Software Heritage project aims to archive all source code
The initiative believes archiving software is necessary to preserve the world's cultural heritage
A website dubbing itself the "Library of Alexandria of software" has started collecting and preserving as much software source code as possible.
The Software Heritage project was created by the French research institute INRIA, and the site, which launched yesterday, currently archives more than 2 billion source files, 590 million commits, and 22.7 million projects, and claims it may already be the largest source code archive in the world.
"Software is now at the heart of the majority of human activities: from healthcare to entertainment, planes to agriculture," said Antoine Petit, CEO of INRIA, in a statement. "It is therefore legitimate for INRIA to address the issue of preserving all software-related knowledge, to help build and conserve world software heritage and to provide access to the latter for industry, science, education and the society at large."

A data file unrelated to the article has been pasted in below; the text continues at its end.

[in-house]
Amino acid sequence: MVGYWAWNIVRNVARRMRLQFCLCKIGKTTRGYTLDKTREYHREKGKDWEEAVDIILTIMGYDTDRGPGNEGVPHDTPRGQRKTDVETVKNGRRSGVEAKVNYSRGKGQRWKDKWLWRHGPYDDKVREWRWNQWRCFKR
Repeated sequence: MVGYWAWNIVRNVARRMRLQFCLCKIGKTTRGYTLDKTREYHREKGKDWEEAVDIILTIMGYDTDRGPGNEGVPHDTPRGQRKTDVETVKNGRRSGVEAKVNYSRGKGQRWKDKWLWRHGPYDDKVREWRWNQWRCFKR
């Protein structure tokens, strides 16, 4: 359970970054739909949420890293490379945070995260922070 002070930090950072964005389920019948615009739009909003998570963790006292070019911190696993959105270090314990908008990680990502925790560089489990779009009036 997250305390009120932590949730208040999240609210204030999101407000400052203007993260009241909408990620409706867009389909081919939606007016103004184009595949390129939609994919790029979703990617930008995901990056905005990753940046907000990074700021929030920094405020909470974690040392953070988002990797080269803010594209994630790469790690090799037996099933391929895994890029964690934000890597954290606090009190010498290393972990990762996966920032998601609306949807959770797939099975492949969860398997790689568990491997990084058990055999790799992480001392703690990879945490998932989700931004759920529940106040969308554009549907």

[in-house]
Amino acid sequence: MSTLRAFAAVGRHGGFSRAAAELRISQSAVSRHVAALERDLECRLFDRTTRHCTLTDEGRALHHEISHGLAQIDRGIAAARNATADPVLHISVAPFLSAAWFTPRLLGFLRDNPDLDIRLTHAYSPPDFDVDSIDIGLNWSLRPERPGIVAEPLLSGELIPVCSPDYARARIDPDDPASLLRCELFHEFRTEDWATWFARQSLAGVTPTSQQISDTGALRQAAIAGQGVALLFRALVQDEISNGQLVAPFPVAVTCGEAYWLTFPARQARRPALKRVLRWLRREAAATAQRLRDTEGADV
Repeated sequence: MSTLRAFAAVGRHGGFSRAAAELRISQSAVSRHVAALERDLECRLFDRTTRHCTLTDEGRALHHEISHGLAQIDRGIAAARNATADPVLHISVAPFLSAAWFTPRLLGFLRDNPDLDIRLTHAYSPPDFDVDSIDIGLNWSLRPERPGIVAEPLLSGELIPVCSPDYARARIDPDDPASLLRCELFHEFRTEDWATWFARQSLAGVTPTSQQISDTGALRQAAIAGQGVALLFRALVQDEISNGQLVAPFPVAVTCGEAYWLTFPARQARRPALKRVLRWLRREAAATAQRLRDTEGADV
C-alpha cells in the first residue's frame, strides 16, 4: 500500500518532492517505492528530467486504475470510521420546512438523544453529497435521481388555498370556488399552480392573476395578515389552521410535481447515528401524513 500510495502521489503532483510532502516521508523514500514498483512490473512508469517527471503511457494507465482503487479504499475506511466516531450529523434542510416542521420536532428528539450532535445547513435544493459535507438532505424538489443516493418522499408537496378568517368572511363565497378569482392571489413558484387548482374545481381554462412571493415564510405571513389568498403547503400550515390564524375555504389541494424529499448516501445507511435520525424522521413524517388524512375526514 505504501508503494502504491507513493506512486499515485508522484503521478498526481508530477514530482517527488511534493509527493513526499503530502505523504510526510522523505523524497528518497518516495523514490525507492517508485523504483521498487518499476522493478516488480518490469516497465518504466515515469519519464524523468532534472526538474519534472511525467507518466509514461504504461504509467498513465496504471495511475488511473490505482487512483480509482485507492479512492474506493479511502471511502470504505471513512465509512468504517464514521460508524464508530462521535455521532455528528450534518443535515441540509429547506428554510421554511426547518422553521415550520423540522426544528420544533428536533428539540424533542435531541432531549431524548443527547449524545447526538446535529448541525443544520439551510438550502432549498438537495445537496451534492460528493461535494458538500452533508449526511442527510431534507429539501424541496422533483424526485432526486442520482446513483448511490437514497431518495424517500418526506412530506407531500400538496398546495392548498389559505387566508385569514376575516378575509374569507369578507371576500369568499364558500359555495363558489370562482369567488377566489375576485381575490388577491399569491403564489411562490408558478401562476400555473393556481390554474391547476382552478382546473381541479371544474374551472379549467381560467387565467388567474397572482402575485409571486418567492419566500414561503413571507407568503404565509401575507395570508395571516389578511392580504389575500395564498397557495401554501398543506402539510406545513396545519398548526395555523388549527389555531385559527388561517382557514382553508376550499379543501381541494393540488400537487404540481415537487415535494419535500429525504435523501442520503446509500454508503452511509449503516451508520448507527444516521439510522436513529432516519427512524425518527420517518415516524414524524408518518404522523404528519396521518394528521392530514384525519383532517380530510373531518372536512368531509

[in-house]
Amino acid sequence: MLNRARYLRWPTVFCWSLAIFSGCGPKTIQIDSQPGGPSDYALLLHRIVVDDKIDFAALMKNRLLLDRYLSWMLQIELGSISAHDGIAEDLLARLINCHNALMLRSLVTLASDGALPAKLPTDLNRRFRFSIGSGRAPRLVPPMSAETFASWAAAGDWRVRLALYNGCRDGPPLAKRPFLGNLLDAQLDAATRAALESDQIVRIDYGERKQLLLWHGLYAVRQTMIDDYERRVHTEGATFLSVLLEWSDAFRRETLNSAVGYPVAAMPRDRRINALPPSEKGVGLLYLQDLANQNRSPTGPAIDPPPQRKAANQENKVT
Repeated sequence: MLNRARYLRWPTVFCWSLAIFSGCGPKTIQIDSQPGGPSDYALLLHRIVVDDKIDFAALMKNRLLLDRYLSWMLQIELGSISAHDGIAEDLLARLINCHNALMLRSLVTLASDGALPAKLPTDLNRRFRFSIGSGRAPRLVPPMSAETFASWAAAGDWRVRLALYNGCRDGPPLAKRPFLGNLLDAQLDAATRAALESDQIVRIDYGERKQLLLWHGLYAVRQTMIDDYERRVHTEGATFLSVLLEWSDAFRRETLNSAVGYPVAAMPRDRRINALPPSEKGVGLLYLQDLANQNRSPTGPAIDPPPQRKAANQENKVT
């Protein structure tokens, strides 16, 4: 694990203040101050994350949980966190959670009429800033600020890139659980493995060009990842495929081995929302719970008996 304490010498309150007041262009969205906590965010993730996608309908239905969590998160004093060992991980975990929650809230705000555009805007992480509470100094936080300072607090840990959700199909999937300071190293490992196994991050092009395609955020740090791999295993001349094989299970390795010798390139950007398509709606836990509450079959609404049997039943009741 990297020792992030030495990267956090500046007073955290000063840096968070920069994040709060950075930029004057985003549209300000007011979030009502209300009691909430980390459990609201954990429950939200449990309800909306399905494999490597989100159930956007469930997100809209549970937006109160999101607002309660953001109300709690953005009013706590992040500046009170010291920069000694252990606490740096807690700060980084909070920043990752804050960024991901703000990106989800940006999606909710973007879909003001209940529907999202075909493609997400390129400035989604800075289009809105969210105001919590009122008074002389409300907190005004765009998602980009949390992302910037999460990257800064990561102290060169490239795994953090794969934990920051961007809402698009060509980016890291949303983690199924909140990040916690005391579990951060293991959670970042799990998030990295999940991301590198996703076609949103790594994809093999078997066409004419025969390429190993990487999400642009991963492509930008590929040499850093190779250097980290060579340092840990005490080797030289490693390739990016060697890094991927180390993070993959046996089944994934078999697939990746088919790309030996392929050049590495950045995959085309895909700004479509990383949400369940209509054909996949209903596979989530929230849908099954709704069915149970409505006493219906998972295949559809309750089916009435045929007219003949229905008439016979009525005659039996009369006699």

INRIA has been working on the project for over a year, but decided it was now time to open it up for everyone to contribute, leading to a number of organisations, including Microsoft, to offer their support.
"We applaud the Software Heritage as an open project that will help curate and conserve human knowledge in the form of code for future generations as well as help today's generations of developers find and re-use code worldwide," said Jean Paoli, general manager at Microsoft. "We are proud to be one of the first industry partners for this initiative and to provide the Azure infrastructure to ensure the data is highly available."
Although the site might seem daunting to those who do not know what they are looking for, Software Heritage will eventually organise things in a way that makes them more accessible and emphasizes especially important projects and resources, reports Slate.